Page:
As Turkey continues to mend its wounds from the devastating Izmir earthquake that hit the city on Oct. 30, the death toll in the disaster increased to 116 after one of the hospitalized survivors succumbed to her injuries.
The earthquake that occurred on a Friday afternoon injured more than 1,000 people as it toppled several buildings and critically damaged dozens of others across the country’s third-largest city.
The country’s Disaster and Emergency Management Authority (AFAD) announced the revised death toll on Saturday.
According to the AFAD, 50-year-old Nurcan Hiçyılmaz Tosun was one of the many rescued from under collapsed buildings and she had been receiving treatment at a hospital since then.
Tosun passed away on Friday due to her injuries, the AFAD said, adding that eight other survivors were still being hospitalized.
While Izmir entered a healing process and authorities pledged to do more to prepare for future earthquakes, the disaster heightened awareness and renewed fears over when Istanbul might be hit by a big tremor – one that experts say is not a question of if but when.
And a recent survey revealed that while there was substantial awareness among Turks of earthquakes, much remained to be done in terms of readiness.
The poll, conducted online by NG Research with 2,054 respondents, revealed that the majority of people across Turkey relied on experts talking on television about what to do during and after an earthquake.
According to the poll, 44% of the participants said they depended on experts on TV, while 37% researched what to do themselves. Only 13% participated in actual classes on earthquake readiness, and 6% said they had no idea what to do when disaster struck.
Officials make appearances on screen after a major event or disaster, a longtime Turkish broadcaster tradition, and as a country situated on several active fault lines, the answers they provided were far from surprising.
While it is important to know what to do in the event of a natural disaster, preparedness plays a much more vital role when it comes to earthquakes due to their unpredictable and powerful nature, which can leave a city in ruins at a moment’s notice.
Danger at home
Answering a question of whether their house was inspected for earthquake sturdiness, an overwhelming majority of the participants had no knowledge of the issue.
According to the survey, 42% said no earthquake resistance tests were carried out on their homes, with 38% saying they didn’t know. Only 18% said their houses were earthquake-proof certified, while 2% answered that their buildings failed to pass earthquake inspections.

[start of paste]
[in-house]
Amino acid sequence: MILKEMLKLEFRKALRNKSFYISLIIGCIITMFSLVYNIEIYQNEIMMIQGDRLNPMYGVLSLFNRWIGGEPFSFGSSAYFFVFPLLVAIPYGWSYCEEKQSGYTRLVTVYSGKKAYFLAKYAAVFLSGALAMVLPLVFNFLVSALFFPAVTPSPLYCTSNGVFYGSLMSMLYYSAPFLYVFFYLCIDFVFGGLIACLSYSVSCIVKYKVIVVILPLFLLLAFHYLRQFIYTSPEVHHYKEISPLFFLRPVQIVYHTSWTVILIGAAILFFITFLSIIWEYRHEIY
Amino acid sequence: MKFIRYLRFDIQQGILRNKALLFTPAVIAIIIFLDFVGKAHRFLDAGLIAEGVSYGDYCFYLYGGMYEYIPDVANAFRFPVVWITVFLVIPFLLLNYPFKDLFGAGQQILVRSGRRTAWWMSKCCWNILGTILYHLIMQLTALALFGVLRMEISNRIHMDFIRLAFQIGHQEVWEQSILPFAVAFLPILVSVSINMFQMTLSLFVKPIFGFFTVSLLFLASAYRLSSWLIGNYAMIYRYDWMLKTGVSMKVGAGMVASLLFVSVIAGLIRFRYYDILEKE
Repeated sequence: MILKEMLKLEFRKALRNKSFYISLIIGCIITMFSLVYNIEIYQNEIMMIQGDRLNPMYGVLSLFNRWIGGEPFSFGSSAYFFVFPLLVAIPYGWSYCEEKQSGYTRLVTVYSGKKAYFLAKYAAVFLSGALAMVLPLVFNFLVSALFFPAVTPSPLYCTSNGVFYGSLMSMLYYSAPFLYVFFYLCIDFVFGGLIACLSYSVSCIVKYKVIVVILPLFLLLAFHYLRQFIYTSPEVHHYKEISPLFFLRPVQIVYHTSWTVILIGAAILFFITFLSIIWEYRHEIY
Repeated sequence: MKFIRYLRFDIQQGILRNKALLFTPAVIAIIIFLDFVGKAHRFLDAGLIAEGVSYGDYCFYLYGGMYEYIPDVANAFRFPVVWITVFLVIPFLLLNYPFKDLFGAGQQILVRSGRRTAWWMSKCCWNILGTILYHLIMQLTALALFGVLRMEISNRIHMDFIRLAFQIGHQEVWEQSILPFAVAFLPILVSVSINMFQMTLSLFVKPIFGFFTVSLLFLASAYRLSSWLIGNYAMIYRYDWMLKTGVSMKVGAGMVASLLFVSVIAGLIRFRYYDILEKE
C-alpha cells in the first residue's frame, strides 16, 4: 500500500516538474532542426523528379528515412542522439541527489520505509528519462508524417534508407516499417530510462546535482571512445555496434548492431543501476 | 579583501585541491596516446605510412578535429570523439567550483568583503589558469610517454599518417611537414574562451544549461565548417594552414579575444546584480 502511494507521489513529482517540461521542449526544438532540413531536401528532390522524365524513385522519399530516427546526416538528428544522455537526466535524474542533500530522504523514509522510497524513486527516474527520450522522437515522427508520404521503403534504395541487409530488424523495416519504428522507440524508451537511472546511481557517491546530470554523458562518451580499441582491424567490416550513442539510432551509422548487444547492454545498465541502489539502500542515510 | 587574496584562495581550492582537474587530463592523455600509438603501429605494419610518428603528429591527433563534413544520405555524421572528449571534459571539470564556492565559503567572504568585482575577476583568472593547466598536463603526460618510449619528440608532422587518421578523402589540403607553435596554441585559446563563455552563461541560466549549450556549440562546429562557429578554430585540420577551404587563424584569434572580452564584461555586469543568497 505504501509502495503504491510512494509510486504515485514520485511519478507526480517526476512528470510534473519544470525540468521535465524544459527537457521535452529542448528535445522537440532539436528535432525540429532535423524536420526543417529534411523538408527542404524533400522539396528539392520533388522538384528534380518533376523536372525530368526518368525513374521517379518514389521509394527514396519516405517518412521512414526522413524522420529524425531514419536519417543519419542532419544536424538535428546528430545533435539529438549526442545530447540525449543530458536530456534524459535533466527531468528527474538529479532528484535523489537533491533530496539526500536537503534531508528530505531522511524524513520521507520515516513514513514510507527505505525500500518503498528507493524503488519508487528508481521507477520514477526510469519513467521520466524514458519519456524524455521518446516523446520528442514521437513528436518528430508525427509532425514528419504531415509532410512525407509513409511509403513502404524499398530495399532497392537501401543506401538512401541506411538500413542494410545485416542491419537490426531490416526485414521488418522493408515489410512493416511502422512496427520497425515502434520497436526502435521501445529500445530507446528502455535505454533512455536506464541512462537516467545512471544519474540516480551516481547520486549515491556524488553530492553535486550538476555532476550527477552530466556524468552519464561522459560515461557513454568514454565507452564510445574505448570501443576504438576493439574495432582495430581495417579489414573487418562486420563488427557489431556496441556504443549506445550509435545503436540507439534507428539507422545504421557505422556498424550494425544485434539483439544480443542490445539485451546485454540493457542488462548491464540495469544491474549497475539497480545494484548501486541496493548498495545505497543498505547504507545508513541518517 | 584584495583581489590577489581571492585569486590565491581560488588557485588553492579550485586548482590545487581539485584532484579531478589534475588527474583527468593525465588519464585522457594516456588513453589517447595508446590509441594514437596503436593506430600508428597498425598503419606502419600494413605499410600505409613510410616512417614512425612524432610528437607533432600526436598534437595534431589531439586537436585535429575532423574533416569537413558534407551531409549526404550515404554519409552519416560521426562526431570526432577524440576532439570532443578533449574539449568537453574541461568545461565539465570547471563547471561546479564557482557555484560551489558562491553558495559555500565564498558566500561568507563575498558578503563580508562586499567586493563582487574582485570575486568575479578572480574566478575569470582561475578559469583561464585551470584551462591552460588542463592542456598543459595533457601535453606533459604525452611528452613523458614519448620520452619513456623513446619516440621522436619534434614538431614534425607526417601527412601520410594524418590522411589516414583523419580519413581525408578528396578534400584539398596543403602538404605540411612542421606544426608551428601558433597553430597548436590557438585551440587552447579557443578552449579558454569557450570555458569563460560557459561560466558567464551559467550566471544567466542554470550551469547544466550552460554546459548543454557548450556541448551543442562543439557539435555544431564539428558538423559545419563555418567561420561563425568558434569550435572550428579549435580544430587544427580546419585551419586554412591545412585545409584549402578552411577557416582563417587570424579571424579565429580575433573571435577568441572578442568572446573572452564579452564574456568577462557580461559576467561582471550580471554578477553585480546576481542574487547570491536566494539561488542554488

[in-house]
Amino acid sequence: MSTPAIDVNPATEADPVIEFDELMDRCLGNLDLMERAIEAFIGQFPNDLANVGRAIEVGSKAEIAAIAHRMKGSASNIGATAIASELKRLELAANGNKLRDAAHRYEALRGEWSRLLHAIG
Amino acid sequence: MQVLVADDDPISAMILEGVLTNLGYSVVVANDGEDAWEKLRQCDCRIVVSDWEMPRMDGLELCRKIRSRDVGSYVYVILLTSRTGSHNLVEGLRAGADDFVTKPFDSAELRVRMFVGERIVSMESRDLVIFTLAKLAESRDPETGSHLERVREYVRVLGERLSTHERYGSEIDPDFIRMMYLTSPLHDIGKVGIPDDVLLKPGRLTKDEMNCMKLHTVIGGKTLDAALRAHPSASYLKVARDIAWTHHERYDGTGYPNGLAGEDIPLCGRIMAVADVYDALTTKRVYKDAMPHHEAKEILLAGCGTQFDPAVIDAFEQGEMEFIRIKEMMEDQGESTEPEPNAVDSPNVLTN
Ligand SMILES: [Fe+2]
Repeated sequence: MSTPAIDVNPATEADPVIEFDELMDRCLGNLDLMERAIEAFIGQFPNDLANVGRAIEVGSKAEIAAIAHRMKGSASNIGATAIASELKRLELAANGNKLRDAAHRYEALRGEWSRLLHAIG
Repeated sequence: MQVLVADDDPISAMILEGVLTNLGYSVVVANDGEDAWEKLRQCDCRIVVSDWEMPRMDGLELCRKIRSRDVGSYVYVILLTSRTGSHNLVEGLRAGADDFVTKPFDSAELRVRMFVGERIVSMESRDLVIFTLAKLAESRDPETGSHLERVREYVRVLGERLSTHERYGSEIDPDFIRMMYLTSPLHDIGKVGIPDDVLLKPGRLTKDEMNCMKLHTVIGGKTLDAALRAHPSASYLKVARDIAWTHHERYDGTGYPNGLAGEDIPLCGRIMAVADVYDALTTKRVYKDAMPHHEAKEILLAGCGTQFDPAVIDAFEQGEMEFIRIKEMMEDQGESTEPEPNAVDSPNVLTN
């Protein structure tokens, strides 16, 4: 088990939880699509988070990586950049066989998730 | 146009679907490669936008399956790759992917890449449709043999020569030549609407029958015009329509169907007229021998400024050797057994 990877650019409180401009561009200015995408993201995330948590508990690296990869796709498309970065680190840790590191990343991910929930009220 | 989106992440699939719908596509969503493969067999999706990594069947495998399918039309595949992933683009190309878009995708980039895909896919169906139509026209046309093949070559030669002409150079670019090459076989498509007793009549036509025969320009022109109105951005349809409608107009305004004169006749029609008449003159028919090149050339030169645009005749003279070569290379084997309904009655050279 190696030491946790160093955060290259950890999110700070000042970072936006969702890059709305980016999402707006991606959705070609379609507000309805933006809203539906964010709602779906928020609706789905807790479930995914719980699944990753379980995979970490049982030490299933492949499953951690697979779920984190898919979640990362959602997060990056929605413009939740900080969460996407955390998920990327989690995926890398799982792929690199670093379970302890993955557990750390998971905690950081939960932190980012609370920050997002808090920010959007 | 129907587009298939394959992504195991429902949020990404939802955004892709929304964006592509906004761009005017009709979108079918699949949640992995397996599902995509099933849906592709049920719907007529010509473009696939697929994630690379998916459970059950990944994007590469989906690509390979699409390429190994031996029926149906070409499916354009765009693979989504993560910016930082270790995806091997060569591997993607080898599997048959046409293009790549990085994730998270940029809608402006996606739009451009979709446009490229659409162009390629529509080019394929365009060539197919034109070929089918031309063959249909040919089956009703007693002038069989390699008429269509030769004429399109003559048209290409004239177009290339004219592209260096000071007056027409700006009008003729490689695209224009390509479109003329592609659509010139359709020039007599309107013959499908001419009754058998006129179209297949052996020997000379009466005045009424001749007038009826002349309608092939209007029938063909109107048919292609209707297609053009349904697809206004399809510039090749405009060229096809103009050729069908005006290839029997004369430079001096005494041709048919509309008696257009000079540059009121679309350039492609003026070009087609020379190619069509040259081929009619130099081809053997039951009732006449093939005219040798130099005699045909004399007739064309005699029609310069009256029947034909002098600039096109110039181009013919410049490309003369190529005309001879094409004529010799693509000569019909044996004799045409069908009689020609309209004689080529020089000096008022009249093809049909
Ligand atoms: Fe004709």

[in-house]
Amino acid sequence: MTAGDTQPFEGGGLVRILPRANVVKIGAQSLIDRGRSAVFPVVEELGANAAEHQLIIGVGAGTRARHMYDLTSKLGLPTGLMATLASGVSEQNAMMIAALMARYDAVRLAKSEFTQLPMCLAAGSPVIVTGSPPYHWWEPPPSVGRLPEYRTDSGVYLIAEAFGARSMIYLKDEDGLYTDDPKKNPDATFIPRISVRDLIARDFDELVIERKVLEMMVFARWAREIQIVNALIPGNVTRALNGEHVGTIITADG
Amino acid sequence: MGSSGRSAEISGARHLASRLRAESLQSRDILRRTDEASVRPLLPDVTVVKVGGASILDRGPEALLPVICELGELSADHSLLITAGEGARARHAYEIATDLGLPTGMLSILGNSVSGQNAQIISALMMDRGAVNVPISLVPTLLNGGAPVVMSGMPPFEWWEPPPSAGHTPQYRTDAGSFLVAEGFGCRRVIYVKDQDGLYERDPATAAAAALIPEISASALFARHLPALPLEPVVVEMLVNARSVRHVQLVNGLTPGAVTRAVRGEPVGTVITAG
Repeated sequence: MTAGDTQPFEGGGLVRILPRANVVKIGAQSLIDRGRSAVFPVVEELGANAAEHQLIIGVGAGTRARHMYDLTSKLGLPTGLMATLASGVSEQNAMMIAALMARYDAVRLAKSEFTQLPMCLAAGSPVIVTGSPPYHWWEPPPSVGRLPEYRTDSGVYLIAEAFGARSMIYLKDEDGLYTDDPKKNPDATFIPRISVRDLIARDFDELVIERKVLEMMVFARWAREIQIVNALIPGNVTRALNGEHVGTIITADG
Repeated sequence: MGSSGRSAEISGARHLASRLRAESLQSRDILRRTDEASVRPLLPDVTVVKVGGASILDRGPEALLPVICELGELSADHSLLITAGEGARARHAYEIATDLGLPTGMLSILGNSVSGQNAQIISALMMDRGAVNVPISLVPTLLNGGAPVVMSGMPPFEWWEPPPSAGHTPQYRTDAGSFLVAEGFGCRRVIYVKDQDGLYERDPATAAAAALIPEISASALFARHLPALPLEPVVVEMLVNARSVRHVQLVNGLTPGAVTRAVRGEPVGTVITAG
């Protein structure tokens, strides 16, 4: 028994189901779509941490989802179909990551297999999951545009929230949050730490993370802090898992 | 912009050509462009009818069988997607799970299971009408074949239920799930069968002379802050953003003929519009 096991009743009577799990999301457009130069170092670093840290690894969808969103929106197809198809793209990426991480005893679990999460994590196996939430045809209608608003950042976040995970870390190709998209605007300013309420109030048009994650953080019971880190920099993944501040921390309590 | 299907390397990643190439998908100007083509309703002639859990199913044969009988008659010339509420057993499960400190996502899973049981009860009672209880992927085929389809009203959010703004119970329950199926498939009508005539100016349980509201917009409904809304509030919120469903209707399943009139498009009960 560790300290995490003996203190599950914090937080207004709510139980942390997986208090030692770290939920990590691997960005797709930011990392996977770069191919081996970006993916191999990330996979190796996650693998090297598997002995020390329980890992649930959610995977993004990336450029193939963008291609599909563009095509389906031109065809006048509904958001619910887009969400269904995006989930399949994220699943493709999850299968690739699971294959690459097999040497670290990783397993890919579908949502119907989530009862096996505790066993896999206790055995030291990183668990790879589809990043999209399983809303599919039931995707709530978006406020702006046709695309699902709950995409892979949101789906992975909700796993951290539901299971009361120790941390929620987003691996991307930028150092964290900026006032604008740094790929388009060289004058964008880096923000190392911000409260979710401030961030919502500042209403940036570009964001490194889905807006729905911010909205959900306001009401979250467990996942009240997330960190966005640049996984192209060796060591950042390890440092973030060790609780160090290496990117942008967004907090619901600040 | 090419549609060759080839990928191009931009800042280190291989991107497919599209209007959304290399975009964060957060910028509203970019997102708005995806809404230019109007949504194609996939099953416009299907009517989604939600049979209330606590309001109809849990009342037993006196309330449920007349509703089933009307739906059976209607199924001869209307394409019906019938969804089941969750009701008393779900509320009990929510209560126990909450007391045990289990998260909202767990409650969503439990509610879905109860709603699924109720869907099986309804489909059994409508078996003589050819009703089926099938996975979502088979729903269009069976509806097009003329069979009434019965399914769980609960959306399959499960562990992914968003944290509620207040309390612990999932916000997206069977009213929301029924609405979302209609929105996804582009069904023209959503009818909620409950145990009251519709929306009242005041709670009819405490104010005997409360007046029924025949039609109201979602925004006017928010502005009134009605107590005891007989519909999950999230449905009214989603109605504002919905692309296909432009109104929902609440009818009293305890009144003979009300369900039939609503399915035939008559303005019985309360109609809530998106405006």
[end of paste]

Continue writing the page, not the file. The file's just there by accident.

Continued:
Following the 1999 Gölcük earthquake that killed more than 17,000, Turkey revamped its building codes and introduced much stricter regulations to make new buildings earthquake resistant.
Experts have been repeatedly warning over the past two decades that making structures resistant to earthquakes is the most important thing, arguing that awareness or readiness mattered little if a building collapsed during the disaster.
While new construction after the Gölcük earthquake has been thoroughly inspected for earthquake regulations, Turkey still has millions of buildings that predate 1999 and efforts to reinforce or rebuild them have been slow.
After the Izmir earthquake, inspectors found many of the buildings that collapsed were either built under old regulations or had their structural integrity severely weakened due to unauthorized modifications after completion.
Another regulation introduced by the government following the Gölcük disaster was the introduction of mandatory earthquake insurance.
Issued by the Turkish Catastrophe Insurance Pool (DASK), the policy pays funds for rebuilding a destroyed house, rather than market value, at affordable prices. Even in cities like Istanbul, where a 100 square meter (1,080 square foot) apartment can cost TL 1 million ($130,000), homeowners are only required to pay around TL 250 ($32) for the insurance.
But despite being made mandatory and having affordable prices, the survey showed that 50% of the participants said they did not have earthquake insurance.
Aside from the buildings, the poll also revealed that a considerable amount of people had no emergency meeting points nearby.
According to the respondents, 52% had a meeting point near their house, while 30% did not, with 18% saying they did not know.
Among the ever-expanding urban sprawls of Turkey’s crowded cities, the disappearance of emergency meeting points has been one of the most voiced concerns of experts.
Experts say the designated areas help survivors avoid debris that might fall from a nearby building. They also argue that the safe areas help control the panic after the initial moments of a disaster by allowing people to gather and find their families and relatives.
The lack of gathering areas and the resulting panic have been a thorn in rescuers’ sides too.
Following major disasters, AFAD authorities and other officials have repeatedly urged people to avoid calling their relatives to check up on them as massive amounts of phone calls overload the mobile communications lines, causing the loss of cellular service and hampering rescue efforts.
The importance of open communication lines was witnessed once again during the Izmir quake when several survivors used their cellphones to alert authorities of their situation.
However, it appears the pleas have fallen on deaf ears, as 50% of the survey's participants said they would call their relatives after an earthquake.
Only 27% said they would use text messages – the method suggested by the authorities to keep the lines open.